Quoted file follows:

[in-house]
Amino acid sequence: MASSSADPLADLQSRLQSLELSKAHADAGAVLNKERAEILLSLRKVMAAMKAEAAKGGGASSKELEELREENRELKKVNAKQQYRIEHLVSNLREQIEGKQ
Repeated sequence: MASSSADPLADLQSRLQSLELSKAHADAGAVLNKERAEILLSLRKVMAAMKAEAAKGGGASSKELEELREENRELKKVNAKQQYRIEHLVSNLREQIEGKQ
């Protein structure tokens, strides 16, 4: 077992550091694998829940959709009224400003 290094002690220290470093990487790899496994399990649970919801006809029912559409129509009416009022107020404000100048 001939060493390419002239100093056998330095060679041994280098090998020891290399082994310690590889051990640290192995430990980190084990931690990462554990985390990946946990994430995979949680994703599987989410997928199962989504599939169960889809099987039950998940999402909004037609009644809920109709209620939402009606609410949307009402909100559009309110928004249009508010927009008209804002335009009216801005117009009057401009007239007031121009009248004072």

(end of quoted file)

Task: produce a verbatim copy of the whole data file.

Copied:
[in-house]
Amino acid sequence: MASSSADPLADLQSRLQSLELSKAHADAGAVLNKERAEILLSLRKVMAAMKAEAAKGGGASSKELEELREENRELKKVNAKQQYRIEHLVSNLREQIEGKQ
Repeated sequence: MASSSADPLADLQSRLQSLELSKAHADAGAVLNKERAEILLSLRKVMAAMKAEAAKGGGASSKELEELREENRELKKVNAKQQYRIEHLVSNLREQIEGKQ
């Protein structure tokens, strides 16, 4: 077992550091694998829940959709009224400003 290094002690220290470093990487790899496994399990649970919801006809029912559409129509009416009022107020404000100048 001939060493390419002239100093056998330095060679041994280098090998020891290399082994310690590889051990640290192995430990980190084990931690990462554990985390990946946990994430995979949680994703599987989410997928199962989504599939169960889809099987039950998940999402909004037609009644809920109709209620939402009606609410949307009402909100559009309110928004249009508010927009008209804002335009009216801005117009009057401009007239007031121009009248004072």